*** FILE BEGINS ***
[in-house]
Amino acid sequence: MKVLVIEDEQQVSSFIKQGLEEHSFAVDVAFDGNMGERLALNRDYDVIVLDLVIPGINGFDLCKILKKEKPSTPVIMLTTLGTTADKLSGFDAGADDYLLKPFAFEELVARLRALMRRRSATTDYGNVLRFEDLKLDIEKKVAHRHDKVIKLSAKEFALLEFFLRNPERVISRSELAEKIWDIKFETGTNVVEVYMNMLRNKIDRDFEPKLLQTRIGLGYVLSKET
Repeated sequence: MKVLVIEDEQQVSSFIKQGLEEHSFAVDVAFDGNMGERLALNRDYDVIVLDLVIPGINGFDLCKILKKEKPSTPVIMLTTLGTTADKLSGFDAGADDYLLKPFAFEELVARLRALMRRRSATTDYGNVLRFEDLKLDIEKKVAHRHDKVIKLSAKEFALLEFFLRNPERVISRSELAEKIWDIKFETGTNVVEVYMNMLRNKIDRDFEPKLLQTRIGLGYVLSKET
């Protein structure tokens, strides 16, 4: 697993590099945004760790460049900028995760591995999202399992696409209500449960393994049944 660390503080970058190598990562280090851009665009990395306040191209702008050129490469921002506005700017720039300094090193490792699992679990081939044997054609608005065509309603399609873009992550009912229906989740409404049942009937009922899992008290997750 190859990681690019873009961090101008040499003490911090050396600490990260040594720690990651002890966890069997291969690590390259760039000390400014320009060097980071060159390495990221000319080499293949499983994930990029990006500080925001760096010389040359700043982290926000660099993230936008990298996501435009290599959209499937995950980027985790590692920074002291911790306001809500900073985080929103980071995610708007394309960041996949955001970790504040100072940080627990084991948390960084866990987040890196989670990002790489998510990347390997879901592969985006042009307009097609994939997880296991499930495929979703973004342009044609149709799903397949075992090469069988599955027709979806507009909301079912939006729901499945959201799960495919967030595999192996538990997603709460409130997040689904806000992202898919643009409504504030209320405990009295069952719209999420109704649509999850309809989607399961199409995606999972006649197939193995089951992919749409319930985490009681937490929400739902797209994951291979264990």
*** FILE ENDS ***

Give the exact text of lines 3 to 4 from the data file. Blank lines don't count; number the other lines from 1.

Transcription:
Repeated sequence: MKVLVIEDEQQVSSFIKQGLEEHSFAVDVAFDGNMGERLALNRDYDVIVLDLVIPGINGFDLCKILKKEKPSTPVIMLTTLGTTADKLSGFDAGADDYLLKPFAFEELVARLRALMRRRSATTDYGNVLRFEDLKLDIEKKVAHRHDKVIKLSAKEFALLEFFLRNPERVISRSELAEKIWDIKFETGTNVVEVYMNMLRNKIDRDFEPKLLQTRIGLGYVLSKET
């Protein structure tokens, strides 16, 4: 697993590099945004760790460049900028995760591995999202399992696409209500449960393994049944 660390503080970058190598990562280090851009665009990395306040191209702008050129490469921002506005700017720039300094090193490792699992679990081939044997054609608005065509309603399609873009992550009912229906989740409404049942009937009922899992008290997750 190859990681690019873009961090101008040499003490911090050396600490990260040594720690990651002890966890069997291969690590390259760039000390400014320009060097980071060159390495990221000319080499293949499983994930990029990006500080925001760096010389040359700043982290926000660099993230936008990298996501435009290599959209499937995950980027985790590692920074002291911790306001809500900073985080929103980071995610708007394309960041996949955001970790504040100072940080627990084991948390960084866990987040890196989670990002790489998510990347390997879901592969985006042009307009097609994939997880296991499930495929979703973004342009044609149709799903397949075992090469069988599955027709979806507009909301079912939006729901499945959201799960495919967030595999192996538990997603709460409130997040689904806000992202898919643009409504504030209320405990009295069952719209999420109704649509999850309809989607399961199409995606999972006649197939193995089951992919749409319930985490009681937490929400739902797209994951291979264990």